Talk to anyone about what’s going on in their lives, and you will almost universally hear a list of areas where people want to make changes. The common ones are changing jobs or careers, getting into shape, losing weight, making improvements to one’s home, and finding ways to make more money. You can probably relate to these, right?
Here are a couple of real-life examples from coaching clients of mine:
- A married man purchased all of the materials to do give his kitchen a much-needed makeover but left those materials sitting in a closet for three years. Once he entered coaching, he had the project done in a month.
- A woman purchased a walk-in shower and then proceeded to leave it sitting in her living room for two years before entering coaching and hiring someone to replace the one in her bathroom.
- A middle-aged woman had wanted to leave her husband and loveless marriage for ten years but could not muster the courage to do so (but was divorced within ten months after entering coaching).
- A successful businesswoman wanted to leave her corporate job to do something she felt was more meaningful to her but was afraid of the financial fall out of doing so. Within a year, she was actively engaged in a new career.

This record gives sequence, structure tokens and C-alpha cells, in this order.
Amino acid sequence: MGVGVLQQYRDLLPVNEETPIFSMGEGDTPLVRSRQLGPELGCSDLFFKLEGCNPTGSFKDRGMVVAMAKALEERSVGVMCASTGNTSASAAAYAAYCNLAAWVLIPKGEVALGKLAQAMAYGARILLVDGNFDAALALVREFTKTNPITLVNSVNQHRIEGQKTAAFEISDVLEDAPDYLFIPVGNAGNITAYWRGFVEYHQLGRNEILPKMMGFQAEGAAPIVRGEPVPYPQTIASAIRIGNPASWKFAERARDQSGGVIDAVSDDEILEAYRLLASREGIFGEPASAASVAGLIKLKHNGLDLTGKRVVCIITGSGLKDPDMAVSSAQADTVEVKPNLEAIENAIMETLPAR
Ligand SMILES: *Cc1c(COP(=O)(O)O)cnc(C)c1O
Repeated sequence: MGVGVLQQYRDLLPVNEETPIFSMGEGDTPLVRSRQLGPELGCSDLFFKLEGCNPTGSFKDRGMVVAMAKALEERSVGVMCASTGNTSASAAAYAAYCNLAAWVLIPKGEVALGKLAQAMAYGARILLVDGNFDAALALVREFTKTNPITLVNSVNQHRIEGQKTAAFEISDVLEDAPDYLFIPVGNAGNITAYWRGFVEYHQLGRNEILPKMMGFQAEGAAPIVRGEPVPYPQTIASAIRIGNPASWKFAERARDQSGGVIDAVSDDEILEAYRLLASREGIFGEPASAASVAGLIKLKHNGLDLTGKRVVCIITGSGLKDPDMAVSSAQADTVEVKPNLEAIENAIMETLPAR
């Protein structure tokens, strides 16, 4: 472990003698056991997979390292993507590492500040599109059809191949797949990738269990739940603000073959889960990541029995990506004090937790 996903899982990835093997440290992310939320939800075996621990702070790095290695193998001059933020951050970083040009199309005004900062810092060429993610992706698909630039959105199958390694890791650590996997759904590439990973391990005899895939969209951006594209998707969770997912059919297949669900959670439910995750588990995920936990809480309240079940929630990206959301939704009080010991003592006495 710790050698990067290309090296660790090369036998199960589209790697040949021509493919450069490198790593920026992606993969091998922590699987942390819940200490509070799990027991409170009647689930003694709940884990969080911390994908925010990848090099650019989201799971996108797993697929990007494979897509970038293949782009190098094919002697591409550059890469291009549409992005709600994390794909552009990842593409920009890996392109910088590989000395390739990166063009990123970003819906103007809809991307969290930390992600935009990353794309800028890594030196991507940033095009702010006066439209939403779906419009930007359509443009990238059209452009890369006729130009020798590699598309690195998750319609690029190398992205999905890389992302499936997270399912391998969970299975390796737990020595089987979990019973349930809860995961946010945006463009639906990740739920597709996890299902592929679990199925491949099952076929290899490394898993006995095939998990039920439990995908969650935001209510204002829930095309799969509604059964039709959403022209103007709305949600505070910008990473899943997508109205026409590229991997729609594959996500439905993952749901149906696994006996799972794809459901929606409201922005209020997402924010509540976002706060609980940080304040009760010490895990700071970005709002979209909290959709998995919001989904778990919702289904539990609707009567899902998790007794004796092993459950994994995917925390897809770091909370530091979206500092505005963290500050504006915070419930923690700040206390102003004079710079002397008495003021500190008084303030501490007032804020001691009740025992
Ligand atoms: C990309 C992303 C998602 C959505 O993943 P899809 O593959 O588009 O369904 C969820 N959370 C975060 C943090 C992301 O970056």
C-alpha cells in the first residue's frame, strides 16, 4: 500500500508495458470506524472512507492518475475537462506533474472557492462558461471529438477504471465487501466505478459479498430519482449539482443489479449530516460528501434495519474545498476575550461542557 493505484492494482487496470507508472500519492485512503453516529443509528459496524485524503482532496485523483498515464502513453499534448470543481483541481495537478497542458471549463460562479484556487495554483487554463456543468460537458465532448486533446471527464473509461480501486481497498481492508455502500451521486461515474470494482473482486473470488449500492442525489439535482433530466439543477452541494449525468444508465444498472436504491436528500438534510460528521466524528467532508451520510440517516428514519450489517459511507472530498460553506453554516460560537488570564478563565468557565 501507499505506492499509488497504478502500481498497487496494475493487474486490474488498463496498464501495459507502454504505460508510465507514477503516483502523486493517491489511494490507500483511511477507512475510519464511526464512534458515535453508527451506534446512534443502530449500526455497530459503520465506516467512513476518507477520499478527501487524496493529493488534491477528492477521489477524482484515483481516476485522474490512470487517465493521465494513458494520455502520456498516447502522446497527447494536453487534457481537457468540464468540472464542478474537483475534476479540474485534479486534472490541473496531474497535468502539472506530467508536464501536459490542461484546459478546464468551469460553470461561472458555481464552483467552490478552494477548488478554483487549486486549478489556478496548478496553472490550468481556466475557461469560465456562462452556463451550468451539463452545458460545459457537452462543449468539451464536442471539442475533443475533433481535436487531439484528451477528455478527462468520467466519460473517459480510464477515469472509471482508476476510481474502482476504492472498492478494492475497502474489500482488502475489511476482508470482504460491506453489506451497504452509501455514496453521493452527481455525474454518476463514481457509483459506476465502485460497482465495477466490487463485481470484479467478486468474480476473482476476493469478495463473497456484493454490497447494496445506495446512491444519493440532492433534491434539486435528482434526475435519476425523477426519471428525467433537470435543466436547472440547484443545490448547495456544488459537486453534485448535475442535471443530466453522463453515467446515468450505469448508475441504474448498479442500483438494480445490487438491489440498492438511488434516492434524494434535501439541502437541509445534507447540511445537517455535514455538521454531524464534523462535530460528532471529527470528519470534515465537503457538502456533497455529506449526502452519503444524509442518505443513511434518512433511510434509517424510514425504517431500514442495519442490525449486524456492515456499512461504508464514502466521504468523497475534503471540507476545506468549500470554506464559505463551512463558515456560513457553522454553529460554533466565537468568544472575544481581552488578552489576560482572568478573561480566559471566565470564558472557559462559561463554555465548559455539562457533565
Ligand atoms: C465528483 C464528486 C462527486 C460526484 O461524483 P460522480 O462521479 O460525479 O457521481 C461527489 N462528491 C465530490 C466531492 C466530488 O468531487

If the desire for growth and change is so universal, why do so many people struggle to take action?
Fear of change is probably the most prevalent reason that people resist changes and have difficulty with life transitions. Fear is a pervasive human experience and can render successful people powerless and powerful people helpless. It is sad but too often true that everyone wants a better life, but no one wants to change.
The phrase “fear of change” is somewhat of a misnomer. It is actually anxiety that you feel when thinking about creating change. Anxiety and fear are often lumped together but are two different emotions.
Fear is what you feel when you are being chased through the woods by a big, hairy grizzly bear. Your heart races, your adrenalin pumps through your body, and your senses are elevated. You are on alert and ready to act.
Anxiety, on the other hand, is like a hyperactive watchdog. It never comes to rest, is always on alert and a bit too jumpy. It reacts to anything that goes bump in the night, or day, or any other time for that matter. Anxiety never lets you rest. It fills your mind with pending doom and the all-pervasive “what ifs” that never end. It is anxiety – facing the great unknown – that leads to avoiding change.
General anxiety about creating change consists of a conglomerate of other concerns that we have come to call fears. Here are some examples of things we have come to label as fear. The fear of:
Failure or conversely fear of success
What others will think of me
Choosing something that is unpleasant
Discomfort or that the new endeavor will be too hard